If you go to your local cinema or watch Netflix, chances are some of the gorgeous images you’ll see on screen come from one of Sony’s digital movie cameras. So, the idea that Sony is somehow a lesser proposition than either Canon or Nikon just doesn’t fit the facts.

Then when you take into account that Sony has been market leaders in electronic newsgathering (ENG) cameras since the late 1970s, now that photojournalism is about moving as well as still images, Sony looks like a rational alternative choice to the big two.

The autofocus, especially in low light is consistently rated above the 5D or D5 by users who have switched to Sony (or bought Sony as a second camera) from both the Canon and Nikon models. You also have a handy “touch to focus” facility enabled by another big win, which is the flip-out monitoring screen. This is a mirrorless camera so it doesn’t have the monitoring constraints of a DSLR. In the same vein, you get a WYSIWYG electronic viewfinder which of course is impossible on a DSLR.

Finally, being a Sony, the ergonomics and operational interfaces are intuitive and well laid out. What’s more, you can customize many of the controls to suit you. OK, this is not a beginner’s camera or intended for students as the price is too high for that, but Sony always aim for user-friendliness and the a9 doesn’t disappoint.

Finally, it is lightweight and compact – more so than either the D5 or the 5D, so it works well on the move.

Pros:
  • Amazing autofocus including a useful ‘touch image to autofocus’ tool
  • Lots of great monitoring features that DSLRs can’t match
  • Easy to use
  • Stunning sensor technology
Cons:
  • Shorter battery life than a typical DSLR

Verdict: If you are making a decision with your head, not your heart, the a9 is a serious contender for the title of top rated camera for photojournalism.

4. Fujifilm X-T3 Mirrorless

Best budget photojournalism camera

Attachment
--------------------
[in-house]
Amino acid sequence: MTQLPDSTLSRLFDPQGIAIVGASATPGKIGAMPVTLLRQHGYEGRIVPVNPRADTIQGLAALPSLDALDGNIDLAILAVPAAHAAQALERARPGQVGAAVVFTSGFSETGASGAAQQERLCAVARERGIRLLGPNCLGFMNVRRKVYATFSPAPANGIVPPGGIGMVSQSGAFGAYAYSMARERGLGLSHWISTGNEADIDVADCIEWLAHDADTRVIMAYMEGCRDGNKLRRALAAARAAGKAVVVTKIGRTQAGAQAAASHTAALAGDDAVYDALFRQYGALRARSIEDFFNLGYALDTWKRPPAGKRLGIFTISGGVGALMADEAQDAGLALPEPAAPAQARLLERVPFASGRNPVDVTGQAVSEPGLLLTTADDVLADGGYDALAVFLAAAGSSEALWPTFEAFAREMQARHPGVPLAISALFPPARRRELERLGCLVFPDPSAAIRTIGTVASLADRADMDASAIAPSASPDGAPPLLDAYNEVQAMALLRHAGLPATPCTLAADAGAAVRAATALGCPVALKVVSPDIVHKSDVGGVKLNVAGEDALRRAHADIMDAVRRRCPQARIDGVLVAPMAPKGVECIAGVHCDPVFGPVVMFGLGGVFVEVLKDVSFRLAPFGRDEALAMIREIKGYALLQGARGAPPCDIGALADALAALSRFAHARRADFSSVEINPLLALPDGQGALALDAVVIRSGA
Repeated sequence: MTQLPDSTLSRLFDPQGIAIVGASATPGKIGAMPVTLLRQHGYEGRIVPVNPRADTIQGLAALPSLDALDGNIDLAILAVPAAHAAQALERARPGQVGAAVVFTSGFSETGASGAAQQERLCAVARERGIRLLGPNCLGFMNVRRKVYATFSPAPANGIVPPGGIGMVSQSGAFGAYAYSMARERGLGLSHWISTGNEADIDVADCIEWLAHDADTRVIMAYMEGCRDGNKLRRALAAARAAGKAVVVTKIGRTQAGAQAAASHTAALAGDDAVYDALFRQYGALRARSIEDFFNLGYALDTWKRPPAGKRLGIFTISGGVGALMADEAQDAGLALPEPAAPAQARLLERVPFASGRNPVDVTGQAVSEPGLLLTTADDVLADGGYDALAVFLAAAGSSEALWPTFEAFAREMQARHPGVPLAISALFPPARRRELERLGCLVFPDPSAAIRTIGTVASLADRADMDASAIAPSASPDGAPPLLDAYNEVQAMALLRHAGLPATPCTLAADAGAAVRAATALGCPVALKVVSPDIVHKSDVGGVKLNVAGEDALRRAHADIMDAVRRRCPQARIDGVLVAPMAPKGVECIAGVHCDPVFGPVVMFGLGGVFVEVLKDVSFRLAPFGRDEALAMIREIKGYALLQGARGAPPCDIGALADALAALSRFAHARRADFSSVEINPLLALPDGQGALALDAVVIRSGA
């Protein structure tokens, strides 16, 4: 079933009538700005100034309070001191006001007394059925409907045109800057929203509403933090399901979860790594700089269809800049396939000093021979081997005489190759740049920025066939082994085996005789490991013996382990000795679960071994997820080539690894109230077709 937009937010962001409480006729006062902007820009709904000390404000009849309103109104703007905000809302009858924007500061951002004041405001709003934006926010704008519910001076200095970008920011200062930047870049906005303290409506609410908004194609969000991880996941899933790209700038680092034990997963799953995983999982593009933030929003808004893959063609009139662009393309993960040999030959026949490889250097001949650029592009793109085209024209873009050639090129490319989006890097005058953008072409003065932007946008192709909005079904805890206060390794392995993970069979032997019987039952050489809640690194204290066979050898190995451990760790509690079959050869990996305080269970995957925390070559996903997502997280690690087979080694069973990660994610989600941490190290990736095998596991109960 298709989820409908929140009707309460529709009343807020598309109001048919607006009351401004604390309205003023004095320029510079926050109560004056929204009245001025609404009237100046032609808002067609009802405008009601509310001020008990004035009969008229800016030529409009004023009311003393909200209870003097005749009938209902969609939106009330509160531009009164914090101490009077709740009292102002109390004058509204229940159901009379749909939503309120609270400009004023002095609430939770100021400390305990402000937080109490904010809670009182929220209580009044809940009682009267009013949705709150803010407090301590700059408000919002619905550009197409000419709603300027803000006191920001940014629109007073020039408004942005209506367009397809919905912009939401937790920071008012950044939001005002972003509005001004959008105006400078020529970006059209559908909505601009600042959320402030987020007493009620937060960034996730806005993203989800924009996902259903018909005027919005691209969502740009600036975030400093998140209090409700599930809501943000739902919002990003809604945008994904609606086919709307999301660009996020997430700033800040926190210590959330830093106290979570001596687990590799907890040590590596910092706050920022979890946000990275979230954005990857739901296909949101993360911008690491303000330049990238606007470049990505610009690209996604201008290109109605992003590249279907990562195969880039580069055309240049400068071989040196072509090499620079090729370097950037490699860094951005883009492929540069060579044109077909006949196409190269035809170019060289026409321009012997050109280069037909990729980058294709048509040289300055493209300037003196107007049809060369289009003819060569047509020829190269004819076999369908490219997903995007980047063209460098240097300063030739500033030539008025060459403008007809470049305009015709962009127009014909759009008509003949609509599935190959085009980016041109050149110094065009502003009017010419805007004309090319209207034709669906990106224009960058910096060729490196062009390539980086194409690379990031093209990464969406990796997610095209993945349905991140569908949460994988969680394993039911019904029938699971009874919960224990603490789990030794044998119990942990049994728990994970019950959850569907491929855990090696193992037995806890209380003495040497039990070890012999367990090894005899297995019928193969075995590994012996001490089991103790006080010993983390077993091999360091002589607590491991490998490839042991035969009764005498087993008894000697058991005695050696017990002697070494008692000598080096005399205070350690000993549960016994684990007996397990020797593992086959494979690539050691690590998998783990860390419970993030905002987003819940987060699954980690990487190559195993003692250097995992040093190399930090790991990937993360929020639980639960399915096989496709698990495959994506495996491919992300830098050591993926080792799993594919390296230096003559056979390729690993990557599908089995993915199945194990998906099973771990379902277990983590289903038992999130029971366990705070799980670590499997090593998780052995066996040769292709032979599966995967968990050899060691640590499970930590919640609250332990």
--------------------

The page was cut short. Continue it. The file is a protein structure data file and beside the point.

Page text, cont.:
Our next contender for the best camera for photojournalism is the very affordable X-T3 mirrorless camera from Fujifilm. At around half the price or less than any of the models we’ve looked at so far, it makes great sense for beginners, students or part-timers. It also is a sensible choice as a backup camera. There’s nothing wrong with the image quality from the 26.1MP CMOS sensor, the autofocus is good and we really like the ergonomics, especially when combined with the optional VGXT-3 battery grip.

We also like the water-resistant sealed magnesium body and this, with the lower price, makes it a good camera for assignments you might not want to risk your main camera on.

As a mirrorless design, you get a very well thought out tilting LCD touchscreen and that works especially well in video mode when you are capturing sequences rather than stills.

All in all, a competent sensibly priced route into photojournalism.

Pros:
  • Very affordable
  • No compromises on basic image quality
  • Good water resistance and strong body
  • Mirrorless design has good monitoring
  • Nice physical ergonomics
Cons:
  • Any mirrorless typically burns more battery than a DSLR

Verdict: At much less than half the price of the big guns, it will still do the job.

5. Nikon D850 DSLR

Best alternative Nikon DSLR


A lot of photojournalists use the D850 and love it just as much as its generally more expensive Nikon brother. How the two shape up is a bit complicated. The D850 has a 45.7 MP BSI-CMOS versus the 20.8 MP CMOS of the D5. Score one for the D850. The D850 is lighter and smaller too. On the other hand, Nikon users find the D5 very easy to use, has better burst mode shooting and longer battery life.

Pros:
  • Similar to the D5 in some respects at a lower price
  • Relatively compact and light for a DSLR
Cons:
  • If you have the money and want a Nikon DSLR, why not get the D5?

Verdict: If you want something a bit lighter a bit smaller and a bit cheaper than the D5, this is a possibility.